Wondering About Spay or Neuter Surgery for Your Pet?
Many pet owners, especially those who are new to having a pet in the family, wonder why we think spay and neuter surgeries are so important. The first point is that cat and dog spay surgery and cat and dog neuter surgeries really save lives. Anywhere from 3-4 million potentially wonderful pets are euthanized in shelters every year because people did not have their pets spayed or neutered and they did not know what to do with the resulting puppies and kittens.
Spay and Neuter Benefits for Your Pet and Your Family
Aside from putting the brakes on this ongoing community tragedy, cat and dog spay and neuter surgery will help you and your pet on a more personal level, too.
Cats and dogs that are spayed and neutered can actually live significantly longer—up to 40% longer—than unfixed pets. How is that? Cat and dog spay surgery removes a female pet’s uterus, ovaries and fallopian tubes, making it impossible for her to become pregnant and suffer numerous potentially life-threatening complications. In addition, with those organs gone, she has almost no chance of suffering the common cancers and infections associated with reproductive organs. This is especially true if the surgery is performed before her first heat cycle.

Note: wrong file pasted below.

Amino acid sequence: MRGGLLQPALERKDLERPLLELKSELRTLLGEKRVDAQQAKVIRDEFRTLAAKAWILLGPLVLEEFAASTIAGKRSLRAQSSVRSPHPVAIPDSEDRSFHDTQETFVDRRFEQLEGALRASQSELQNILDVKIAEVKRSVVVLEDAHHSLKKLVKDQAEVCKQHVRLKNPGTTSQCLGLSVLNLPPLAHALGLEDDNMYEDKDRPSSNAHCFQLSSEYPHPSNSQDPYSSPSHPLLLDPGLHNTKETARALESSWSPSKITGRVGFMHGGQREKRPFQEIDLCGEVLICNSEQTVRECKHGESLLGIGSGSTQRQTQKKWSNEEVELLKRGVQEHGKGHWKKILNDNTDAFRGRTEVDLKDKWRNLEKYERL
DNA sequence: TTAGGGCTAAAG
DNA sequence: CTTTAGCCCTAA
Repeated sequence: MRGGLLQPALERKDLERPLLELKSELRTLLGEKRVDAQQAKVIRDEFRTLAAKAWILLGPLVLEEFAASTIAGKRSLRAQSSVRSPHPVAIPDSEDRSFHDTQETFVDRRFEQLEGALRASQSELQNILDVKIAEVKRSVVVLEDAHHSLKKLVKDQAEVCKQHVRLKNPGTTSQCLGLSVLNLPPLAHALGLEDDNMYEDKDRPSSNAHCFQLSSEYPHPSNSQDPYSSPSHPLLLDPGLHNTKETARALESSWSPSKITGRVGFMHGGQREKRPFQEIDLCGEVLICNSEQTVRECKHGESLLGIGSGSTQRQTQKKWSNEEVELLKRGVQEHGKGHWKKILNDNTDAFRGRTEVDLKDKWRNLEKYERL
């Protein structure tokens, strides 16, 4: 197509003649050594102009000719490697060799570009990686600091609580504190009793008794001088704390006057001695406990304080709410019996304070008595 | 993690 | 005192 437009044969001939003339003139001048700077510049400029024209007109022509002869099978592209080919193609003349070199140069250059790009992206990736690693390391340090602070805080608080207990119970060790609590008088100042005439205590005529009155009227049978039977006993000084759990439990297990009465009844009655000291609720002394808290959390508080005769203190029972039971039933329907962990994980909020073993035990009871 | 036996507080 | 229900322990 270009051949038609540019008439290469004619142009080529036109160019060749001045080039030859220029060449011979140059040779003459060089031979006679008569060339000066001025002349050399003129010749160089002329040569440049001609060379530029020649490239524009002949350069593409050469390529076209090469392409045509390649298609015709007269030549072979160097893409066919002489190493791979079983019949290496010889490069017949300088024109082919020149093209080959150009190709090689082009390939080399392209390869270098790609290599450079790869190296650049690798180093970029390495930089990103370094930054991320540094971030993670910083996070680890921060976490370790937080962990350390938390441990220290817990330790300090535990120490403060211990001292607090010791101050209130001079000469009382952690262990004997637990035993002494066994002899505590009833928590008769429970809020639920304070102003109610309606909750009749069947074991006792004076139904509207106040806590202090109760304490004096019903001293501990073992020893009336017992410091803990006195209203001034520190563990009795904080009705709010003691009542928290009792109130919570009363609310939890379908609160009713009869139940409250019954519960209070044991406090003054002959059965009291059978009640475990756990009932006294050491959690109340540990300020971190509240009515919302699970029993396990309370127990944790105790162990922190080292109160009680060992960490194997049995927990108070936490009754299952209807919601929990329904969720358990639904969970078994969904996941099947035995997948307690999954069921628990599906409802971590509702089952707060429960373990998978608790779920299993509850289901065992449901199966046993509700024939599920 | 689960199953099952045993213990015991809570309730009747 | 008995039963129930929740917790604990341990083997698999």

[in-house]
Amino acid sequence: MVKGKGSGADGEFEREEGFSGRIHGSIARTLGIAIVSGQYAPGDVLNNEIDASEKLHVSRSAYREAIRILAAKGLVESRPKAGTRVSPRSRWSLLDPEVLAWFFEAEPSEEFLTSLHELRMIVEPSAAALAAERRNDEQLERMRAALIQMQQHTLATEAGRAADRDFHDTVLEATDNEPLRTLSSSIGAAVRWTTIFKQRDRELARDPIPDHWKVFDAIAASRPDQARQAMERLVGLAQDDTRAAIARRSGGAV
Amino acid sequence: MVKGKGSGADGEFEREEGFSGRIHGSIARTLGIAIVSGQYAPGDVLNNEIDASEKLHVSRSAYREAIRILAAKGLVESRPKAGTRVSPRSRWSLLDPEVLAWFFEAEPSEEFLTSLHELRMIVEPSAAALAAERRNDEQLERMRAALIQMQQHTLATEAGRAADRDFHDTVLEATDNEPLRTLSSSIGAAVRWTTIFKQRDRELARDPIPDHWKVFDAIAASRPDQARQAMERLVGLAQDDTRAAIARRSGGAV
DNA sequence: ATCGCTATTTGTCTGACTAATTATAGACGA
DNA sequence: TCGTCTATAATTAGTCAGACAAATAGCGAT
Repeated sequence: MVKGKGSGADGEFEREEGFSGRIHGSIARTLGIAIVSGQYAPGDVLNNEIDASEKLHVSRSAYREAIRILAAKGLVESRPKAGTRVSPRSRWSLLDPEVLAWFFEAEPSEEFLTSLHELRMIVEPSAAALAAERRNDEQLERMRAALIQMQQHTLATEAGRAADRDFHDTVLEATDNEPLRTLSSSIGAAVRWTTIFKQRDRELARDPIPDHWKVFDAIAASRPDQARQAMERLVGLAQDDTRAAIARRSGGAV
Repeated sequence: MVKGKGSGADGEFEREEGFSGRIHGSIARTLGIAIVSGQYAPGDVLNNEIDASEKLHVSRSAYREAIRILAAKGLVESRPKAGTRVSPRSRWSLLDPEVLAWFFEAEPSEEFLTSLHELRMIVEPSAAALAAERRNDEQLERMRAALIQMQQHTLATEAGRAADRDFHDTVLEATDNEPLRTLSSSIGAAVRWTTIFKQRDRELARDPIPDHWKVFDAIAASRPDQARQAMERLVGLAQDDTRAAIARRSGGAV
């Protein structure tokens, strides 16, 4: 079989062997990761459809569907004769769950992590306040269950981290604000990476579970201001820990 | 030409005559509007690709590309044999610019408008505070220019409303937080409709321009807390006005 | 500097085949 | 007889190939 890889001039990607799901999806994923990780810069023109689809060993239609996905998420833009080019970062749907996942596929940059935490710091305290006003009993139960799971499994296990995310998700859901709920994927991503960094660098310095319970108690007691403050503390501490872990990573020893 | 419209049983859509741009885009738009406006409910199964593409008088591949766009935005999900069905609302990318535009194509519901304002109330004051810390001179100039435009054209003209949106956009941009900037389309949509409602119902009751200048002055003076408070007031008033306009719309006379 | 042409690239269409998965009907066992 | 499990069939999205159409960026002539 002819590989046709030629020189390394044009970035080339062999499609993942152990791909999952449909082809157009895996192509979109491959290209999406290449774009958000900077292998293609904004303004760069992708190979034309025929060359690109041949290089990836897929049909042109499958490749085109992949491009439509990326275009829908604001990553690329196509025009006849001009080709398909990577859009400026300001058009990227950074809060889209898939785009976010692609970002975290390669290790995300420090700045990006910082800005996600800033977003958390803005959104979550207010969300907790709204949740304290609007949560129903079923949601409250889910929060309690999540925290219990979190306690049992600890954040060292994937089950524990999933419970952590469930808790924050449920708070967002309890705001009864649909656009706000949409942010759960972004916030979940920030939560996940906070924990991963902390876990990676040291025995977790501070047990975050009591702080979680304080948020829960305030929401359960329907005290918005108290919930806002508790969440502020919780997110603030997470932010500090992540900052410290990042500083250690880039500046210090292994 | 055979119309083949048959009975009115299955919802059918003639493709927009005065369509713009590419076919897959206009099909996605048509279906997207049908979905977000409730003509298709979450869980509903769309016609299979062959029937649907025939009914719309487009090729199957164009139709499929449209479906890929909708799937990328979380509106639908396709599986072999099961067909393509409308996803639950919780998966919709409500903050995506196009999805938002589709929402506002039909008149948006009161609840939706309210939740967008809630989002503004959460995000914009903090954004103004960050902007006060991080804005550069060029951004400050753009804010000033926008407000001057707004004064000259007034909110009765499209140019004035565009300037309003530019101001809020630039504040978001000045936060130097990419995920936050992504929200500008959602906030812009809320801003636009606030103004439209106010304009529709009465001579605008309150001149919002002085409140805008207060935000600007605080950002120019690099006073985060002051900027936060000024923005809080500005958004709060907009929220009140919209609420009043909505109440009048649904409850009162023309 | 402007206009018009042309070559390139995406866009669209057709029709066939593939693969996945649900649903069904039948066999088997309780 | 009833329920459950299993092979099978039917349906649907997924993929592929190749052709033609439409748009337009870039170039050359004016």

Cat and dog neuter surgery removes a male pet’s testicles. This eliminates his chance of suffering testicular cancer. It also removes a host of hormonal urges that drive risky and unwanted behaviors. Neutered male pets are less likely to roam, wander, try to escape your home or yard, become aggressive, run out into traffic, spray or mark territory, or get into fights with competing males over the attention of potential mates, etc. This makes him easier to train and be a part of your family.
Spaying and neutering surgeries are very routine and usually uncomplicated, particularly if performed when pets are around 8 weeks old (depending on weight and breed).
We could say a lot more about this topic, so please let us know: what questions do you have about spay and neuter surgery for your pet?